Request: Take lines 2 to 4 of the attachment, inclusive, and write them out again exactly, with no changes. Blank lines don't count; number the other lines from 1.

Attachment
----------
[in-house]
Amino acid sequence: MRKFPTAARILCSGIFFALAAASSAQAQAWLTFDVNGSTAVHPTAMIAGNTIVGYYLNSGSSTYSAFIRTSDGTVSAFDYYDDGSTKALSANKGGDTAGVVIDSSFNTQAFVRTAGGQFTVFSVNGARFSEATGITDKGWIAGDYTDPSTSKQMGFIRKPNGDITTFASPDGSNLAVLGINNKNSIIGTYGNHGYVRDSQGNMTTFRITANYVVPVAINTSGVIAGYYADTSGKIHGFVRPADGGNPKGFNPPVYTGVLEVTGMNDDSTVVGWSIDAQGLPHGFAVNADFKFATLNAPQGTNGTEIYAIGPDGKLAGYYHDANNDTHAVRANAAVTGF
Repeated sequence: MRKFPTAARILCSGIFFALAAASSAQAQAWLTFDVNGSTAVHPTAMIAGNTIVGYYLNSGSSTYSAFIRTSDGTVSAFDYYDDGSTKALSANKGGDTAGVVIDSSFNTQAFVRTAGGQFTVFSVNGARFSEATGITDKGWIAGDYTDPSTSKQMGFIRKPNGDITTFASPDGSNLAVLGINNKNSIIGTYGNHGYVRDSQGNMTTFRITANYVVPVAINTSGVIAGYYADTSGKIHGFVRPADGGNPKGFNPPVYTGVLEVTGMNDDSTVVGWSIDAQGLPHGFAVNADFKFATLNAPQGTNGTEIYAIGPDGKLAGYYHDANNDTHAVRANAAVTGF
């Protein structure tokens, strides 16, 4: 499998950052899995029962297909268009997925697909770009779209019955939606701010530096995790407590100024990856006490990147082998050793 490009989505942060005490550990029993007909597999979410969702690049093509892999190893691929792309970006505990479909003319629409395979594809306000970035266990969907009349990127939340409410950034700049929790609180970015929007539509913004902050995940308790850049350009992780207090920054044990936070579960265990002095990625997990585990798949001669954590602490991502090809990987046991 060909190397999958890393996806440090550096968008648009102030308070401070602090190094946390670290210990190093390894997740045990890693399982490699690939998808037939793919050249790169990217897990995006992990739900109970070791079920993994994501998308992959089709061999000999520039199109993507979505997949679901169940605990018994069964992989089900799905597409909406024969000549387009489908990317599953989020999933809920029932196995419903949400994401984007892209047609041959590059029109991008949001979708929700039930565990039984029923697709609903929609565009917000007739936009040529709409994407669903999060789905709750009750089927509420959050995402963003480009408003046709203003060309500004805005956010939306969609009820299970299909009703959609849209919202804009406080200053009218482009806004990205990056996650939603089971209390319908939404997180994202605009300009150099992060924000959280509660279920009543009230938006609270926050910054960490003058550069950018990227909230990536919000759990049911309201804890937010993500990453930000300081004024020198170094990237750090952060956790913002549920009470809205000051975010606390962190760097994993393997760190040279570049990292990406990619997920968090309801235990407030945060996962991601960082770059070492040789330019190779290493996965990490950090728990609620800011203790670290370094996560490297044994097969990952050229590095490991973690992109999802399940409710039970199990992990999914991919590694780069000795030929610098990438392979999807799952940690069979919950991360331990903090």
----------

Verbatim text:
Amino acid sequence: MRKFPTAARILCSGIFFALAAASSAQAQAWLTFDVNGSTAVHPTAMIAGNTIVGYYLNSGSSTYSAFIRTSDGTVSAFDYYDDGSTKALSANKGGDTAGVVIDSSFNTQAFVRTAGGQFTVFSVNGARFSEATGITDKGWIAGDYTDPSTSKQMGFIRKPNGDITTFASPDGSNLAVLGINNKNSIIGTYGNHGYVRDSQGNMTTFRITANYVVPVAINTSGVIAGYYADTSGKIHGFVRPADGGNPKGFNPPVYTGVLEVTGMNDDSTVVGWSIDAQGLPHGFAVNADFKFATLNAPQGTNGTEIYAIGPDGKLAGYYHDANNDTHAVRANAAVTGF
Repeated sequence: MRKFPTAARILCSGIFFALAAASSAQAQAWLTFDVNGSTAVHPTAMIAGNTIVGYYLNSGSSTYSAFIRTSDGTVSAFDYYDDGSTKALSANKGGDTAGVVIDSSFNTQAFVRTAGGQFTVFSVNGARFSEATGITDKGWIAGDYTDPSTSKQMGFIRKPNGDITTFASPDGSNLAVLGINNKNSIIGTYGNHGYVRDSQGNMTTFRITANYVVPVAINTSGVIAGYYADTSGKIHGFVRPADGGNPKGFNPPVYTGVLEVTGMNDDSTVVGWSIDAQGLPHGFAVNADFKFATLNAPQGTNGTEIYAIGPDGKLAGYYHDANNDTHAVRANAAVTGF
């Protein structure tokens, strides 16, 4: 499998950052899995029962297909268009997925697909770009779209019955939606701010530096995790407590100024990856006490990147082998050793 490009989505942060005490550990029993007909597999979410969702690049093509892999190893691929792309970006505990479909003319629409395979594809306000970035266990969907009349990127939340409410950034700049929790609180970015929007539509913004902050995940308790850049350009992780207090920054044990936070579960265990002095990625997990585990798949001669954590602490991502090809990987046991 060909190397999958890393996806440090550096968008648009102030308070401070602090190094946390670290210990190093390894997740045990890693399982490699690939998808037939793919050249790169990217897990995006992990739900109970070791079920993994994501998308992959089709061999000999520039199109993507979505997949679901169940605990018994069964992989089900799905597409909406024969000549387009489908990317599953989020999933809920029932196995419903949400994401984007892209047609041959590059029109991008949001979708929700039930565990039984029923697709609903929609565009917000007739936009040529709409994407669903999060789905709750009750089927509420959050995402963003480009408003046709203003060309500004805005956010939306969609009820299970299909009703959609849209919202804009406080200053009218482009806004990205990056996650939603089971209390319908939404997180994202605009300009150099992060924000959280509660279920009543009230938006609270926050910054960490003058550069950018990227909230990536919000759990049911309201804890937010993500990453930000300081004024020198170094990237750090952060956790913002549920009470809205000051975010606390962190760097994993393997760190040279570049990292990406990619997920968090309801235990407030945060996962991601960082770059070492040789330019190779290493996965990490950090728990609620800011203790670290370094996560490297044994097969990952050229590095490991973690992109999802399940409710039970199990992990999914991919590694780069000795030929610098990438392979999807799952940690069979919950991360331990903090």